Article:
• If their feelings are more explosive, look for safe physical ways to reduce stress, like running, playing chase, going to a batting cage or a golfing range, kicking a ball, etc.

Be an active participant in these activities with your child and help them learn how to express what they feel rather than pushing it away. With this habit in place, as they grow, they will understand the need to accept what they feel and look for ways to express it.

3. Take time to share stories and memories

An important part of the grief process is remembrance. Most often, this means telling stories, sharing memories, keeping special belongings, looking at photos, or watching videos. You may have noticed that when a person grieves, they share memories and tell favorite stories – maybe even the same ones again and again. This is all part of remembrance and transitioning the relationship from one of physical presence to one of memory. Encourage your child to share their memories and favorite stories. Listen with a compassionate and patient ear when they need you to simply hear what they have to say.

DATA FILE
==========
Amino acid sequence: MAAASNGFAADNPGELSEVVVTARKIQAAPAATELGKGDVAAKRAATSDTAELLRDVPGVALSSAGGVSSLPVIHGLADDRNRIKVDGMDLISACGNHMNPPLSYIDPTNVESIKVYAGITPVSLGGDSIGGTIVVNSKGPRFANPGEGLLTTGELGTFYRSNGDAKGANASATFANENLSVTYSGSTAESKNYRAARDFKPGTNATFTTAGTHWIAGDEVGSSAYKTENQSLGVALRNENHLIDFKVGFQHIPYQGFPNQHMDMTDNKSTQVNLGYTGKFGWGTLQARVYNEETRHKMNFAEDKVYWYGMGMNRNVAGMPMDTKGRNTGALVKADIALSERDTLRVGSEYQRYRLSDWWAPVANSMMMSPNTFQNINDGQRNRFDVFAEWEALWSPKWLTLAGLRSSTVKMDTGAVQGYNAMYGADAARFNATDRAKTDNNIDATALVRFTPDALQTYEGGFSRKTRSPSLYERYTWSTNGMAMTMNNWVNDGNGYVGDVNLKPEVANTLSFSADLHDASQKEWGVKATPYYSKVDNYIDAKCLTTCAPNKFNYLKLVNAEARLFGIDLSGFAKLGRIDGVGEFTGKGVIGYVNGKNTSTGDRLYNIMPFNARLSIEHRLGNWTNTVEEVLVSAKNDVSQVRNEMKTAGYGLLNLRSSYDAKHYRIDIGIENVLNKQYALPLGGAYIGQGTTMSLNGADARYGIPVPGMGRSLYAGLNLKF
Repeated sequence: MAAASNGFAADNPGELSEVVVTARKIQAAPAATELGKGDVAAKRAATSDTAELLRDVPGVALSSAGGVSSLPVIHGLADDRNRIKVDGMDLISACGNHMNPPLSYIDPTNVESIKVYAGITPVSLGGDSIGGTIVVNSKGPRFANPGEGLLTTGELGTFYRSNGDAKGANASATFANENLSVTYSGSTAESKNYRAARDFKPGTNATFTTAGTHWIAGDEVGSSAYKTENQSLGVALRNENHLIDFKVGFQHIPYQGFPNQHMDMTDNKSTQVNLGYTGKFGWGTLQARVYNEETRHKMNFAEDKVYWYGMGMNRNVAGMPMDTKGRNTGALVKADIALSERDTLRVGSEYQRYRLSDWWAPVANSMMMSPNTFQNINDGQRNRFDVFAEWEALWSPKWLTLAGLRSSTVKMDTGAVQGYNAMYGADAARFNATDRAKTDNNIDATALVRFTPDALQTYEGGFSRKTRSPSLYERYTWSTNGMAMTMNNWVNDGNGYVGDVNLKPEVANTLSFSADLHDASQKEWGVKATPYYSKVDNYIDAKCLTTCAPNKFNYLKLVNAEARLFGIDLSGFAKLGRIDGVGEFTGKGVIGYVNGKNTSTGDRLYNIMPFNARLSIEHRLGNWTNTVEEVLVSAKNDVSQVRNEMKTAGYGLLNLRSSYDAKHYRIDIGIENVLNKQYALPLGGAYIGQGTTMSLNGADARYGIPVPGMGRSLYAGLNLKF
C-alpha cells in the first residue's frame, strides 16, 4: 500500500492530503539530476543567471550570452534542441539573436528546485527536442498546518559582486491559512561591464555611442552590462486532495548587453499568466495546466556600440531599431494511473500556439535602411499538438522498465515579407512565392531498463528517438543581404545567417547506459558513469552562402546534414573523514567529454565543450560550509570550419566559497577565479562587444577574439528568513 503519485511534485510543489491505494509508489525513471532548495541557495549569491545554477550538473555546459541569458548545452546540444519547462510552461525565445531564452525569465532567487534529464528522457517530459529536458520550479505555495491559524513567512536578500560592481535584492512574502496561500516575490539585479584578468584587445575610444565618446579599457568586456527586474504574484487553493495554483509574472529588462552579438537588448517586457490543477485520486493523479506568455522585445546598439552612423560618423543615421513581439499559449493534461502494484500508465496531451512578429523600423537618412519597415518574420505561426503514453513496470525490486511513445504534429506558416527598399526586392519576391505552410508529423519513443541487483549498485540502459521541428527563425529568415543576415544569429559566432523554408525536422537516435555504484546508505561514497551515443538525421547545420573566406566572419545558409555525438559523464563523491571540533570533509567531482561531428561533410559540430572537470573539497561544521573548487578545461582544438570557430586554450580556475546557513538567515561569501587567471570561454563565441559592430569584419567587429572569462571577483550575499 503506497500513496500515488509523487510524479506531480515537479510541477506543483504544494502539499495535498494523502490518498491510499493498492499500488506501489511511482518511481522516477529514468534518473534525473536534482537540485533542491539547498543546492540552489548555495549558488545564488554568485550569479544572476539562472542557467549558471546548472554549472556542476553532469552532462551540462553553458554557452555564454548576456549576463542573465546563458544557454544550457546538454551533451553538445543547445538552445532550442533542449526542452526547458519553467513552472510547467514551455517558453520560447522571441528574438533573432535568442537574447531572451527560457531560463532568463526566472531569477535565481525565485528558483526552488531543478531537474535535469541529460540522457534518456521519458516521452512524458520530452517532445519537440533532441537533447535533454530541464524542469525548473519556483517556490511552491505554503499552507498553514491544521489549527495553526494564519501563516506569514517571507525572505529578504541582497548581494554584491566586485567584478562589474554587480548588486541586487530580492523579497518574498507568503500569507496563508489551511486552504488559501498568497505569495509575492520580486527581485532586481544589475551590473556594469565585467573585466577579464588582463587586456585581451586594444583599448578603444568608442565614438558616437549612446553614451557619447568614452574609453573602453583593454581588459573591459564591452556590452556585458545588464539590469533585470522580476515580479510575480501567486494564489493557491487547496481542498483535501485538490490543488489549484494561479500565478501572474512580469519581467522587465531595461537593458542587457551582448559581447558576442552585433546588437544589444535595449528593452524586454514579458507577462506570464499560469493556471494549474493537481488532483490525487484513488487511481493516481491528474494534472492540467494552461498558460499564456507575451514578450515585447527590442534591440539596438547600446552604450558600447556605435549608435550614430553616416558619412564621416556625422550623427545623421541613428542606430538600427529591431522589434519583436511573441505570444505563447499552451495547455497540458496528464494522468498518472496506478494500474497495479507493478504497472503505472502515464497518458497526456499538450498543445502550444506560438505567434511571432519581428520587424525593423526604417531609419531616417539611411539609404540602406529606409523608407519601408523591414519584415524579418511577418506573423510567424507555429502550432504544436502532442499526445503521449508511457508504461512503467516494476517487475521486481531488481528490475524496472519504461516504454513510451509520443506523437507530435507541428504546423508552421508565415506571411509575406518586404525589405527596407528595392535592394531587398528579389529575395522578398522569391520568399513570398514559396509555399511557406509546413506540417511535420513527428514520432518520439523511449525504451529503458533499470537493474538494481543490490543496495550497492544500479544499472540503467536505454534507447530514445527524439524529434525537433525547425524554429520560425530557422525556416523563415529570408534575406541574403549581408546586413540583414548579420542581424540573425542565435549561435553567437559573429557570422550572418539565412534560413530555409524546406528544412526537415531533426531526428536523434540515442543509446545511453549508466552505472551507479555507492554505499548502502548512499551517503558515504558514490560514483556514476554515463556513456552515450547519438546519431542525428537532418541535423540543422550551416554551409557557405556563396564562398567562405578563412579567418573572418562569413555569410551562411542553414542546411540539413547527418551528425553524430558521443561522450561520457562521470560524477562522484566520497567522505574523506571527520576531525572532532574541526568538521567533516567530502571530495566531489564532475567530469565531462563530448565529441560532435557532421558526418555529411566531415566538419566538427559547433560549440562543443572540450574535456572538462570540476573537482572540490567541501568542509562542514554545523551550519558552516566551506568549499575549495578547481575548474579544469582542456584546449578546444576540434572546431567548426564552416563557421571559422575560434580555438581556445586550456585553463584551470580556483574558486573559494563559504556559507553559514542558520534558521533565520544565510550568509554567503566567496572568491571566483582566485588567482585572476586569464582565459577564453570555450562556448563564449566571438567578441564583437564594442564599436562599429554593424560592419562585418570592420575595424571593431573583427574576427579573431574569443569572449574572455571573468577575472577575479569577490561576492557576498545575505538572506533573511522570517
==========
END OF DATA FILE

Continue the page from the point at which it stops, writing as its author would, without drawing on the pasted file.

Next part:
4. Demonstrate how to accept help

This one may be tough for some. You’ve likely had independence and self-reliance ingrained in you since your own childhood. In many ways, it’s great to be self-reliant, but it’s not always what you need. Accepting help from others doesn’t mean you aren’t capable of doing it on your own. It simply means that you understand that things can be easier if you don’t have to do it alone, and there’s nothing wrong with making things easier for yourself and your family.

So, as you face tough situations in life, accept help from those around you. That may mean accepting an offer to watch the kids, mow the lawn, run a few errands, or make a meal. Then, when your friends need help, give back. As you actively give and accept help, your child will notice what you’re doing. Invite them to be a part of it to cultivate the habit of giving and receiving help.

5. Tell them that grief takes time

Grief ebbs and flows, and in some ways, it never fully goes away. No matter how much time passes, some part of you will always miss the person who has died, and that’s natural. But in time, if you do the work of grief and express your pain in healthy ways, you will find a path to move forward.